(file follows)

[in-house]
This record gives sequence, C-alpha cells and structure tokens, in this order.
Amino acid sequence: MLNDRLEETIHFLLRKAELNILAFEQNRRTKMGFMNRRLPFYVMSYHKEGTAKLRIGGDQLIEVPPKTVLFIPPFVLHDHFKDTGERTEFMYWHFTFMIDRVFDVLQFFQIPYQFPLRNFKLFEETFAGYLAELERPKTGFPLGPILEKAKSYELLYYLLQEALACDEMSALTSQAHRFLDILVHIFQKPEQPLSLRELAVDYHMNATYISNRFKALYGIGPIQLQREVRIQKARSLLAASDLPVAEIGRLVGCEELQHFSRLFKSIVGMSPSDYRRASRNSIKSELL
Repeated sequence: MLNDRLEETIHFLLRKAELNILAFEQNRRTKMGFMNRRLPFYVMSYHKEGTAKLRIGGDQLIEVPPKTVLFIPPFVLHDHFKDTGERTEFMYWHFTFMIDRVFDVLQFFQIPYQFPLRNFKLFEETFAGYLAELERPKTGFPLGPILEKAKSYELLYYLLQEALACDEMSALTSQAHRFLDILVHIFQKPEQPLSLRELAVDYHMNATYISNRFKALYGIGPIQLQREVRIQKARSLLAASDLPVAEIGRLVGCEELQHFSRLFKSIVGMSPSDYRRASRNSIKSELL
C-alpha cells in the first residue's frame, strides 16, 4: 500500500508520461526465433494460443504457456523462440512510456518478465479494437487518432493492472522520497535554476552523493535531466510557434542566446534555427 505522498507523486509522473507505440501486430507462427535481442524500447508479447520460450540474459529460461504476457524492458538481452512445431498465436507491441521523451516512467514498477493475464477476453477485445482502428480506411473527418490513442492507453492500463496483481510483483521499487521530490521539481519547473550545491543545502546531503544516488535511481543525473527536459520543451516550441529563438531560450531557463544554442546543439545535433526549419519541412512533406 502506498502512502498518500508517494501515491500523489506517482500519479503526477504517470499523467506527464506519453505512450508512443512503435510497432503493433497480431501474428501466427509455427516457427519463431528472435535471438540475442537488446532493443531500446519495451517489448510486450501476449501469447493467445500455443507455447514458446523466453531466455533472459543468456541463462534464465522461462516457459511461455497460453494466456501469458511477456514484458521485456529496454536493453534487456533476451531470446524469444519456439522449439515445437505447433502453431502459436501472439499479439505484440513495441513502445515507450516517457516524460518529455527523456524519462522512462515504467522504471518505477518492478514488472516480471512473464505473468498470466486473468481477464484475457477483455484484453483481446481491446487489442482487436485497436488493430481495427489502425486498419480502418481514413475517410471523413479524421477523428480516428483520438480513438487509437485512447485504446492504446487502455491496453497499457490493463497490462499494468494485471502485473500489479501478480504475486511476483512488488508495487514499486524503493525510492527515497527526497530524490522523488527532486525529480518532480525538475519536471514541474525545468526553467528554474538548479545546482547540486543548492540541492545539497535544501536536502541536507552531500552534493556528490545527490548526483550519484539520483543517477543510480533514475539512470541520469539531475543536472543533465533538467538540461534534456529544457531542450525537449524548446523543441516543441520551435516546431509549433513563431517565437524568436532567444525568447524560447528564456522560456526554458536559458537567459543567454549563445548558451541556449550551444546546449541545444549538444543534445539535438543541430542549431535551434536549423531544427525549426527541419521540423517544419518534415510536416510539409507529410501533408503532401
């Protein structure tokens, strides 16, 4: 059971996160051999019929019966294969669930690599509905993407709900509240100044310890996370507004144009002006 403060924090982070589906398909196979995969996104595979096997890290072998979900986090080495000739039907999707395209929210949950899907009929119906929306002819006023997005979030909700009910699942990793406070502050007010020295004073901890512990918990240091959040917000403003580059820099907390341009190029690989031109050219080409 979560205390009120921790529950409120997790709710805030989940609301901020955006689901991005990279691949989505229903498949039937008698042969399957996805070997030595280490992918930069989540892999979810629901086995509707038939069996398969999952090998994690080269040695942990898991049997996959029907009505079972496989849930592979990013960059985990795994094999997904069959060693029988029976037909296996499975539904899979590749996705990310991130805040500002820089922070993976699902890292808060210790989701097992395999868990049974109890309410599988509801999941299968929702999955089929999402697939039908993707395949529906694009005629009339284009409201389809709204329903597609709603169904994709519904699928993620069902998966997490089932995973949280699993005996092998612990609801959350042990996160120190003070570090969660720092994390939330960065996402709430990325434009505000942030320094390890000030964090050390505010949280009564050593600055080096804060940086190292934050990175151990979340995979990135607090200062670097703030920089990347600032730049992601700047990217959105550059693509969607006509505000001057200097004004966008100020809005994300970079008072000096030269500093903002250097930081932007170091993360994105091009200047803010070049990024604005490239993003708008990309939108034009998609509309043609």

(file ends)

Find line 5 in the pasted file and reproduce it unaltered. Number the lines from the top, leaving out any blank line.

C-alpha cells in the first residue's frame, strides 16, 4: 500500500508520461526465433494460443504457456523462440512510456518478465479494437487518432493492472522520497535554476552523493535531466510557434542566446534555427 505522498507523486509522473507505440501486430507462427535481442524500447508479447520460450540474459529460461504476457524492458538481452512445431498465436507491441521523451516512467514498477493475464477476453477485445482502428480506411473527418490513442492507453492500463496483481510483483521499487521530490521539481519547473550545491543545502546531503544516488535511481543525473527536459520543451516550441529563438531560450531557463544554442546543439545535433526549419519541412512533406 502506498502512502498518500508517494501515491500523489506517482500519479503526477504517470499523467506527464506519453505512450508512443512503435510497432503493433497480431501474428501466427509455427516457427519463431528472435535471438540475442537488446532493443531500446519495451517489448510486450501476449501469447493467445500455443507455447514458446523466453531466455533472459543468456541463462534464465522461462516457459511461455497460453494466456501469458511477456514484458521485456529496454536493453534487456533476451531470446524469444519456439522449439515445437505447433502453431502459436501472439499479439505484440513495441513502445515507450516517457516524460518529455527523456524519462522512462515504467522504471518505477518492478514488472516480471512473464505473468498470466486473468481477464484475457477483455484484453483481446481491446487489442482487436485497436488493430481495427489502425486498419480502418481514413475517410471523413479524421477523428480516428483520438480513438487509437485512447485504446492504446487502455491496453497499457490493463497490462499494468494485471502485473500489479501478480504475486511476483512488488508495487514499486524503493525510492527515497527526497530524490522523488527532486525529480518532480525538475519536471514541474525545468526553467528554474538548479545546482547540486543548492540541492545539497535544501536536502541536507552531500552534493556528490545527490548526483550519484539520483543517477543510480533514475539512470541520469539531475543536472543533465533538467538540461534534456529544457531542450525537449524548446523543441516543441520551435516546431509549433513563431517565437524568436532567444525568447524560447528564456522560456526554458536559458537567459543567454549563445548558451541556449550551444546546449541545444549538444543534445539535438543541430542549431535551434536549423531544427525549426527541419521540423517544419518534415510536416510539409507529410501533408503532401